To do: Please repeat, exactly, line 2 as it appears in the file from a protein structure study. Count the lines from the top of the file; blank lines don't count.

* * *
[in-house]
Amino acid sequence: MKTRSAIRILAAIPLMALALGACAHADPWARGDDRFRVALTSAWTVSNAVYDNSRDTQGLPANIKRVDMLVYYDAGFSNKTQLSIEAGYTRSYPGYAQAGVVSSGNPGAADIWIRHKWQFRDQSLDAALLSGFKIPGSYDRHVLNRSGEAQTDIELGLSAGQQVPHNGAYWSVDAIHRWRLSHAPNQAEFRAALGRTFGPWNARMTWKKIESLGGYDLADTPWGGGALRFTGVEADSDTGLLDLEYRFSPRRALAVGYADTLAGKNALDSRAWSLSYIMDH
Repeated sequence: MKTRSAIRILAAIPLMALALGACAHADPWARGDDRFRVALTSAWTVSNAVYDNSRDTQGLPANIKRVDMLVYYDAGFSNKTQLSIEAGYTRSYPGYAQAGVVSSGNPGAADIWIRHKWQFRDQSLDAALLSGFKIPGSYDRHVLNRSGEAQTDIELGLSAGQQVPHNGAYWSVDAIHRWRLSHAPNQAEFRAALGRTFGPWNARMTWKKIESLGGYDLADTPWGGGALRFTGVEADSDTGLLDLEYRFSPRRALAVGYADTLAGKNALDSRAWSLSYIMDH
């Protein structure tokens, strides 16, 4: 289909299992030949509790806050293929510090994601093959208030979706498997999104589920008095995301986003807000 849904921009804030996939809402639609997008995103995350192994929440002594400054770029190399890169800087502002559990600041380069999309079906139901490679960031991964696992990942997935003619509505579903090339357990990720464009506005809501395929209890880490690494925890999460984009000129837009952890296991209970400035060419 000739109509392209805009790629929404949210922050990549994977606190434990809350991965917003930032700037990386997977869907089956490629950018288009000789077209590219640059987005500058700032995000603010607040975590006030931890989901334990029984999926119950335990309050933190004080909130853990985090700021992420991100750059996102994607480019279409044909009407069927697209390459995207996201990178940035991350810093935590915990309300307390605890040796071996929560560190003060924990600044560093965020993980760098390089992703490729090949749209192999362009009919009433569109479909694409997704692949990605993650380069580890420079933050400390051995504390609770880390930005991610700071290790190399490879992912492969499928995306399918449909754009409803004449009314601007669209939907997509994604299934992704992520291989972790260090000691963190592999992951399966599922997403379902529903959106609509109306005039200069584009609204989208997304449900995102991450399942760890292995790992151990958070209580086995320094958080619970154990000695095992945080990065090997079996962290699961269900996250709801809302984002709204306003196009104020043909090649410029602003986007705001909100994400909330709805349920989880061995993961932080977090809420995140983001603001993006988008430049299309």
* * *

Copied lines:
Amino acid sequence: MKTRSAIRILAAIPLMALALGACAHADPWARGDDRFRVALTSAWTVSNAVYDNSRDTQGLPANIKRVDMLVYYDAGFSNKTQLSIEAGYTRSYPGYAQAGVVSSGNPGAADIWIRHKWQFRDQSLDAALLSGFKIPGSYDRHVLNRSGEAQTDIELGLSAGQQVPHNGAYWSVDAIHRWRLSHAPNQAEFRAALGRTFGPWNARMTWKKIESLGGYDLADTPWGGGALRFTGVEADSDTGLLDLEYRFSPRRALAVGYADTLAGKNALDSRAWSLSYIMDH